As we did previously with our trademark less-than-timely PlayStation 4 impressions, the Gaming Age staff has finally found a few minutes to toss together some casual thoughts regarding the Xbox One hardware, controller, interface and launch titles.
So, read on.
I now own all 3 next generation systems, and after playing each of them I have come to the conclusion that they all have unique and redeeming qualities. Xbox One is the latest system out of the chute and it's been exciting and fun to play around with the operating system and many of the launch games. For this brief article, I will directly compare the ONE to the PS4, since I was too busy the past few weeks to contribute anything for either system.
Both consoles only come in 1 configuration (500 GB hard drive), 1 color (black), and both require a subscription to play online multiplayer games. While neither console is ugly, I do like the sleek look of the PS4 more, plus I can stand it vertically like my PS3 and Wii U. The PS4's online subscription plan is $10 cheaper per year, plus you get a ton of value with free games every month across the PS3, PS4, and Vita. Games take less time to install on the PS4 and as such, the first time you toss in a retail disc you won't be waiting as long to get to play your shiny new game.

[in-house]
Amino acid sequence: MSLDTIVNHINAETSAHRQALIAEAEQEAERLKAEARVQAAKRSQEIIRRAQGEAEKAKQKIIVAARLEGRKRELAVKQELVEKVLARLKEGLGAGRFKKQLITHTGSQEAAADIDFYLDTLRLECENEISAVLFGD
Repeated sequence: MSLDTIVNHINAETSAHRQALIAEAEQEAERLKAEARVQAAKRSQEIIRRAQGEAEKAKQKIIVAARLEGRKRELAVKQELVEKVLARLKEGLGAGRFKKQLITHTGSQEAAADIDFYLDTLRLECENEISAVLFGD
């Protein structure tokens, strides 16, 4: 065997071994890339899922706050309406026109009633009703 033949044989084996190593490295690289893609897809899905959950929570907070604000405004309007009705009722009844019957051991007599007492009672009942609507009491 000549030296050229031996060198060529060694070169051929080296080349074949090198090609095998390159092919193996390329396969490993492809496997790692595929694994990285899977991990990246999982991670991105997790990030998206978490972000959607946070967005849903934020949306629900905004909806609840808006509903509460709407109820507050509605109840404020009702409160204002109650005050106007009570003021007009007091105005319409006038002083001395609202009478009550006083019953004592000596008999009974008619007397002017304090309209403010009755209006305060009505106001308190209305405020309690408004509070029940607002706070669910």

The operating system of both systems is an evolution of prior systems. The PS4 features a simple line where all of the games you've played show up. They are organized by what you've played lately, so games that you're regularly playing are easy to select, whereas ones you may no longer be actively using are relegated to the back of the list. Selecting a game will bring up the recent activity, which is very helpful to see all of the latest news surrounding that game. Pressing up on the analog stick will take you to another menu where you can check out trophies, friends, settings, and more. All of this is very fast and easy to find. It's a huge improvement over the PS3's cross media bar.